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Inscreased Usability gives an edge to SAS

Posted in Business Intelligence, Data Mining, SAS by Pankaj Gudimella on May 14, 2008

It’s been a busy spring for SAS Institute Inc., which recently unveiled version 9.2 release of its flagship business intelligence (BI) platform, picked up additional text mining and analytic technology (by acquiring Teragram), and announced an expansion of its relationship with data warehousing (DW) powerhouse Teradata Corp. (see http://esj.com/business_intelligence/article.aspx?EditorialsID=8813).

Despite a year of unprecedented consolidation in the BI market by a trio of BI giants (IBM Corp., Oracle Corp., and SAP AG), it’s business as usual at SAS, the Cary, N.C.-based BI, DW, and statistical analysis player, according to Ken Hausman, the company’s product marketing manager for data integration.

If anything, Hausman argues, rampant BI consolidation has only helped SAS refine its message. “There’s a certain part of our sales pitch that says SAS is a stable company, we’ve been around for 31 years, and we’ve had a fairly consistent focus over those years,” he comments. “With all that’s happened [with consolidation], that’s [a pitch that is] resonating with customers.” There’s also SAS’ focus on R&D, Hausman stresses. The company reinvests about one-fifth of its annual revenues into additional research and development activities.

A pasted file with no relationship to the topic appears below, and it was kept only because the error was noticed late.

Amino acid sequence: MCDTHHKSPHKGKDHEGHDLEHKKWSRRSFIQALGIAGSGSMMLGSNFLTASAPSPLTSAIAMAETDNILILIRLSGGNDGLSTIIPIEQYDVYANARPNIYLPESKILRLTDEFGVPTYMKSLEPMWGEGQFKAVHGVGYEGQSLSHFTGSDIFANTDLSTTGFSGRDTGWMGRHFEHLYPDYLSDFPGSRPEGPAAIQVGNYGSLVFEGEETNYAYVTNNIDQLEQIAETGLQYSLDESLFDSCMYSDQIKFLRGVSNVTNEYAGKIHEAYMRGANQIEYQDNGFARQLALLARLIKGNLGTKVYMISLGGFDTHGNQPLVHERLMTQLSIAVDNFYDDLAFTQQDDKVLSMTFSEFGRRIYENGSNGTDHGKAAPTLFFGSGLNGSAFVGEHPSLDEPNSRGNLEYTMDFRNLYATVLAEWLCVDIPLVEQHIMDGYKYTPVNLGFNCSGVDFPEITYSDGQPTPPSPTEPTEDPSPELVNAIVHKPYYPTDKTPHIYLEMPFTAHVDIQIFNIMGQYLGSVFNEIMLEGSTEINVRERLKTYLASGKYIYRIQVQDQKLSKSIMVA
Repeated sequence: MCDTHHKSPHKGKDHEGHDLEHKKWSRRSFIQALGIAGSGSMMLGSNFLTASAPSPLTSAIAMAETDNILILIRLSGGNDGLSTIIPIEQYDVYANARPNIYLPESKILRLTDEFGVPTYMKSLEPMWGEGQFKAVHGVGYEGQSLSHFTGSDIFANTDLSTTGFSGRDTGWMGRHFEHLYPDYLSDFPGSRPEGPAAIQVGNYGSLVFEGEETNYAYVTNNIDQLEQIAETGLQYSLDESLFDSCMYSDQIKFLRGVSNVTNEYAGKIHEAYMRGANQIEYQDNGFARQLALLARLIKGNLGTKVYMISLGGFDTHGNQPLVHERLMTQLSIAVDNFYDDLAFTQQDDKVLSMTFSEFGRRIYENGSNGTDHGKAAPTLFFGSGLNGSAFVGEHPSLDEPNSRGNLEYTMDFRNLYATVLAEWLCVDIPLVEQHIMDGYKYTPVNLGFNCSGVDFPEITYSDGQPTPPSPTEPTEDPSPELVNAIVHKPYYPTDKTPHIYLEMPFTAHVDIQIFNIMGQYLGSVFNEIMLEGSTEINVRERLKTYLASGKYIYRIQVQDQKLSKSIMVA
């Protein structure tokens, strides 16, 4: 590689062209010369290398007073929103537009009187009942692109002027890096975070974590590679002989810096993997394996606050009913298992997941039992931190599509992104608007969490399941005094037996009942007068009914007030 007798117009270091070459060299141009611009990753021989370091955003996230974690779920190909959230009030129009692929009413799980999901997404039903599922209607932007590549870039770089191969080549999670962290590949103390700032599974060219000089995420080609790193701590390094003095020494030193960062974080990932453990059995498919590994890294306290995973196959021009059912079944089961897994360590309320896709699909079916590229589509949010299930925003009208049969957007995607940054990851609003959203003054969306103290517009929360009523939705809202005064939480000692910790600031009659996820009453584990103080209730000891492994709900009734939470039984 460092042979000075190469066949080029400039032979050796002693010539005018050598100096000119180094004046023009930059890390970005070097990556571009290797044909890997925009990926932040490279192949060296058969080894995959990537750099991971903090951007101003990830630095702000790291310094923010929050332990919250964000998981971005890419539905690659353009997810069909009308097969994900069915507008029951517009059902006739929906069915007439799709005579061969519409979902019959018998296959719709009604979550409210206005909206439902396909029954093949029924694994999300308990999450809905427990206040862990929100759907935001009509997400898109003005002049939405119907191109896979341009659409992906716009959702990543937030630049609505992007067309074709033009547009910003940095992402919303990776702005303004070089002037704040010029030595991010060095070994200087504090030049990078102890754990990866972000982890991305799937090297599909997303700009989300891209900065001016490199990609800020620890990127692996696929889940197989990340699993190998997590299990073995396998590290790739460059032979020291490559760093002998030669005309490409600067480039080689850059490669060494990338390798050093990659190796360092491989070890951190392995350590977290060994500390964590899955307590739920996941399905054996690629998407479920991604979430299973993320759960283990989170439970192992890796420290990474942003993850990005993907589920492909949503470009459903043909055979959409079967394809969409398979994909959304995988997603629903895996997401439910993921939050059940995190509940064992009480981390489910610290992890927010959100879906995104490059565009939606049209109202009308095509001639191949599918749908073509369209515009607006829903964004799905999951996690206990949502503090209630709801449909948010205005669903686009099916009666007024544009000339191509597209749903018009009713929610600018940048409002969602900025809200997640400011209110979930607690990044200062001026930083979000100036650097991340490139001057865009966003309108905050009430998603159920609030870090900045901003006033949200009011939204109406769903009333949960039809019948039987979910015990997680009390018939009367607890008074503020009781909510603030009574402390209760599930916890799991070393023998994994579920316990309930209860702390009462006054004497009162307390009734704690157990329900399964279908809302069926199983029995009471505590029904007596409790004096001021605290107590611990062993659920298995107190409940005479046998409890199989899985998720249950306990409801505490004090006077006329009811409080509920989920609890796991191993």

Read more here.

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Microsoft and Data Mining Dominance

Posted in Analytics, Business Intelligence, Data Mining, Microsoft, Predictive Analytics by Pankaj Gudimella on May 7, 2008

When it comes to data mining and predictive analytics, Microsoft Corp. might not be the first company that comes to mind.

That could change, however, especially if Donald Farmer, Redmond’s principal program manager for SQL Server Data Mining, has his way.

Microsoft has come a long way in the data mining and predictive analytics segment, Farmer says, and with a game-changing Excel 2007 release under its belt — and a promising SQL Server 2008 revision in the pipeline — Redmond hopes to challenge established powers SAS Institute Inc. and SPSS Inc. for data mining and predictive analytic bragging rights.

“[We don’t] have all the functionality of something like a SAS or an SPSS, because that’s just not our market,” he conceded.

It comes down to a difference of scale, according to Farmer. SAS and SPSS typically target larger, more expensive deployments, typically with users well-versed in the usage of their tools. Microsoft is targeting a different kind of data mining consumer: the Excel analyst, for example, who might not have much (if any) experience with data mining, predictive analytics or statistical analysis, for that matter.

Read more from RedmondMag here.